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business, leadership, lean

Systems Thinking & Lean Leadership

One aspect of lean that often gets overlooked is the depth of systems thinking required to be successful.  For a variety of reasons, people like to jump into the more visible and concrete elements of lean – like dashboards or problem-solving – without clearly understanding the organizational elements that are necessary to support and sustain continual improvement.

What is important to understand about the organizational elements is that they all fall within the responsibility of leadership.  Unless leaders are continually looking for problems in these areas, they can go undetected and destroy efforts to transform the company.  Leaders need to openly and honestly reflect on organizational issues to understand that addressing the problems is their responsibility.  When done well, continually improving the organizational issues will build a foundation that results in sustaining the transformation for many years.

Building the System

Establishing a systems thinking mindset requires the ability to comprehend the whole and how individual components work together for the benefit of the whole.  In real terms, this means establishing clarity around the purpose of the organization and understanding how each system, function, and team supports achievement of the purpose.  It also means establishing balance throughout the system to assure that no individual component becomes optimized at the expense of the overall organization.

People generally think of systems thinking in terms of value stream management and working to optimize the flow of material and information throughout the system.  Although value stream management is a critical element of continual improvement, there are other system-related issues that need to be understood and improved in order to sustain the gains made in throughout the process.  Without addressing issues like hiring, employee turnover, and leadership development, there is little chance that efforts to improve will truly make a difference to the organization.

Kaizen for Leaders

The overall organization is gemba for leaders and as such, needs constant attention and effort to improve.  Leaders must continually look for and remove the high-level systemic issues that interfere with the ability to improve.  Realizing, for example, that a poor hiring decision is the fault of the organization will drive kaizen toward improving the hiring process.  Just as problems on the shop floor require operators to act, hiring problems (as well as other organizational issues) require leaders to act.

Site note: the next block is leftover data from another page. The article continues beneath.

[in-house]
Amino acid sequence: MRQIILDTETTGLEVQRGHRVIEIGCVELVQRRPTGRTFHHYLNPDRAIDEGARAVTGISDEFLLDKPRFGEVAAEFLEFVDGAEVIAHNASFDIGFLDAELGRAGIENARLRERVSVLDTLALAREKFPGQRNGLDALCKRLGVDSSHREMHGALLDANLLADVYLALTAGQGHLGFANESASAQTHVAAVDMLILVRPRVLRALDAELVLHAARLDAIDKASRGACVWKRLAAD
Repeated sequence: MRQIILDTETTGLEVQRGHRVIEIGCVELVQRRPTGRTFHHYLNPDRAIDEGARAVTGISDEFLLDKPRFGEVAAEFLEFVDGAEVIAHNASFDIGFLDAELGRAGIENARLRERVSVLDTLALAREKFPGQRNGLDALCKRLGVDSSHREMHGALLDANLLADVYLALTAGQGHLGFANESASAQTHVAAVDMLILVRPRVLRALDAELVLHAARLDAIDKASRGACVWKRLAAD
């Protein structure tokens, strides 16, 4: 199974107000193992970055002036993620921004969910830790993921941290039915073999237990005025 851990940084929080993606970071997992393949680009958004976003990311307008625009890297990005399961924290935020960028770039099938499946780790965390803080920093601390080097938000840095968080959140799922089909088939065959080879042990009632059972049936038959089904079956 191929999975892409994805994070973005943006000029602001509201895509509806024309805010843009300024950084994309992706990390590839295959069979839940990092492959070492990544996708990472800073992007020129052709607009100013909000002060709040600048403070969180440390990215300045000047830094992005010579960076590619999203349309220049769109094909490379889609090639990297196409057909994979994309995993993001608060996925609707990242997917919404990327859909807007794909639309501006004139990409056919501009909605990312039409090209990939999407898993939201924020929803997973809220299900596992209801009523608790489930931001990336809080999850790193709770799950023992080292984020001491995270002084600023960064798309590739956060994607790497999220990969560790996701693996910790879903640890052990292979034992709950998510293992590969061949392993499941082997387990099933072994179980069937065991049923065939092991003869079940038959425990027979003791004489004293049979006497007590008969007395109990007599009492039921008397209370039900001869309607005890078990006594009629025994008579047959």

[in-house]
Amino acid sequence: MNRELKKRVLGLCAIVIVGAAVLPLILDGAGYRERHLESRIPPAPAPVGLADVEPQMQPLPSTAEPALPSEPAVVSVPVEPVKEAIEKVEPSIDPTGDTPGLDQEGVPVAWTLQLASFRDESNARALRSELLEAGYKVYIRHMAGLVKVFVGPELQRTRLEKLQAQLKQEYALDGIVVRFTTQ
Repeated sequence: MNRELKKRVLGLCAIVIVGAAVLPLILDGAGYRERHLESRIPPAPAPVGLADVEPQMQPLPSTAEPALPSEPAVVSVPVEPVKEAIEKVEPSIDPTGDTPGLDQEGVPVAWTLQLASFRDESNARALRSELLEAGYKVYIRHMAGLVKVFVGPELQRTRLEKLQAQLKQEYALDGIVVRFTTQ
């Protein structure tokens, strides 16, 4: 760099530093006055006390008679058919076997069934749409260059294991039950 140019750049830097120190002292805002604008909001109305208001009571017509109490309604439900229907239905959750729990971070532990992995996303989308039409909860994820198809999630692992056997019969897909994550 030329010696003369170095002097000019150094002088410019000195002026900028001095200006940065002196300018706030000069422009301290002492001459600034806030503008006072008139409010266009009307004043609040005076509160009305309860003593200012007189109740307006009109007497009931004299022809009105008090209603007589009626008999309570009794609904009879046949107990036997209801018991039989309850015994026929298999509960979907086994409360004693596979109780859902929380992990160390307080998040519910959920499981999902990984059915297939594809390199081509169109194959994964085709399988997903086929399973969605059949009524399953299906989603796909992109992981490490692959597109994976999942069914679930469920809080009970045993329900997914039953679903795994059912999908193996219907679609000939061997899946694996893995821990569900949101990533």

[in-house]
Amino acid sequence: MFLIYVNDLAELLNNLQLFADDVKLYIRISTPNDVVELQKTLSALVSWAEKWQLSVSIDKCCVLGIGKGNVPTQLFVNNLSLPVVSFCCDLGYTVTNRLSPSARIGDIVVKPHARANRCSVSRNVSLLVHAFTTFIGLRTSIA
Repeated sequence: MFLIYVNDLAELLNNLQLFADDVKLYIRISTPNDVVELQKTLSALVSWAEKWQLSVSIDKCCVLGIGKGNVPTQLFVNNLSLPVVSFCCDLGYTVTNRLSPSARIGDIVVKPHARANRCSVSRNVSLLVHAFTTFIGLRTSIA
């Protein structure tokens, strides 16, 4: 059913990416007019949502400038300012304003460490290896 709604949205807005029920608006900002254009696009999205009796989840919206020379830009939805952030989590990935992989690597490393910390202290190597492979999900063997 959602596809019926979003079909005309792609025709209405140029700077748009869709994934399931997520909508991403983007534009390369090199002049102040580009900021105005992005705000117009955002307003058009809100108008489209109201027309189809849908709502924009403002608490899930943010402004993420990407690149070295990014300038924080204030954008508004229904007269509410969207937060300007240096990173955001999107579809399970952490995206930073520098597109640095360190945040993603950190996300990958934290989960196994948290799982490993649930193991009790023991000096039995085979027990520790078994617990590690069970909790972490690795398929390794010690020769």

The organization is a system, and leaders must recognize their responsibility to improve the way the components work together to drive and sustain improvements in performance.  They must also understand that the responsibility of driving improvement never ends.

About Gregg Stocker

Gregg Stocker is a lean advisor for Hess Corporation. He possesses over 20 years experience in a variety of disciplines including operations, manufacturing, human resources, quality, and strategic planning, and has worked in manufacturing, service, and oil & gas industries. He has extensive international experience, including successfully leading an $65 million business in The Netherlands. He authored the book, “Avoiding the Corporate Death Spiral: Recognizing & Eliminating the Signs of Decline,” (Quality Press, 2006) and was a contributing author to "The Lean Handbook," (Quality Press, 2012). Gregg is a frequent speaker and recognized expert in business and performance improvement having been interviewed on television, radio, and in a number of newspaper and magazine articles including The New York Times, Washington Post, BusinessWeek, and InformationWeek. Gregg has implemented change in organizations ranging in size from $10 million to more than $100 billion. He is a team-oriented leader who achieves results by improving teamwork, focus, and communication throughout the organization.


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